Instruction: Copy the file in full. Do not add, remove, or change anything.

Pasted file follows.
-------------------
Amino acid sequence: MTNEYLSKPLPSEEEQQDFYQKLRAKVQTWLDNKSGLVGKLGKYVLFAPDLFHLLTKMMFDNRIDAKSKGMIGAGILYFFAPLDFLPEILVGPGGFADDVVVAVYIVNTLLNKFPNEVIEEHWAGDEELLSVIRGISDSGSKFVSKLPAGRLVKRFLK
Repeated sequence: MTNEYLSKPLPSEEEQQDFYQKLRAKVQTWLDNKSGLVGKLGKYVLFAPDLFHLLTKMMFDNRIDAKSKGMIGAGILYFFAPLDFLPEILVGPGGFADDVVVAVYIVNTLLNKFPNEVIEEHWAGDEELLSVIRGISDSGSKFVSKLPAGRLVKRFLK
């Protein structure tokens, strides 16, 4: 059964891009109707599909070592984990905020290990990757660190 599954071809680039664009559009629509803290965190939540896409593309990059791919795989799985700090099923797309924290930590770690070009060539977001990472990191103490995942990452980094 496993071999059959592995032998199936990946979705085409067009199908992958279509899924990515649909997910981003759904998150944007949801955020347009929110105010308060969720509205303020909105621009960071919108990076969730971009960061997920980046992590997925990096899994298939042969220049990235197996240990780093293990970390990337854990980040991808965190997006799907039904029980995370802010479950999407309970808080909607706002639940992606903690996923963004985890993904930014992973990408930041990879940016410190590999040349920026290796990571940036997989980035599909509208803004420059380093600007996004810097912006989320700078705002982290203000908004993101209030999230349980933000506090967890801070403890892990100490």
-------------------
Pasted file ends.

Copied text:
Amino acid sequence: MTNEYLSKPLPSEEEQQDFYQKLRAKVQTWLDNKSGLVGKLGKYVLFAPDLFHLLTKMMFDNRIDAKSKGMIGAGILYFFAPLDFLPEILVGPGGFADDVVVAVYIVNTLLNKFPNEVIEEHWAGDEELLSVIRGISDSGSKFVSKLPAGRLVKRFLK
Repeated sequence: MTNEYLSKPLPSEEEQQDFYQKLRAKVQTWLDNKSGLVGKLGKYVLFAPDLFHLLTKMMFDNRIDAKSKGMIGAGILYFFAPLDFLPEILVGPGGFADDVVVAVYIVNTLLNKFPNEVIEEHWAGDEELLSVIRGISDSGSKFVSKLPAGRLVKRFLK
């Protein structure tokens, strides 16, 4: 059964891009109707599909070592984990905020290990990757660190 599954071809680039664009559009629509803290965190939540896409593309990059791919795989799985700090099923797309924290930590770690070009060539977001990472990191103490995942990452980094 496993071999059959592995032998199936990946979705085409067009199908992958279509899924990515649909997910981003759904998150944007949801955020347009929110105010308060969720509205303020909105621009960071919108990076969730971009960061997920980046992590997925990096899994298939042969220049990235197996240990780093293990970390990337854990980040991808965190997006799907039904029980995370802010479950999407309970808080909607706002639940992606903690996923963004985890993904930014992973990408930041990879940016410190590999040349920026290796990571940036997989980035599909509208803004420059380093600007996004810097912006989320700078705002982290203000908004993101209030999230349980933000506090967890801070403890892990100490």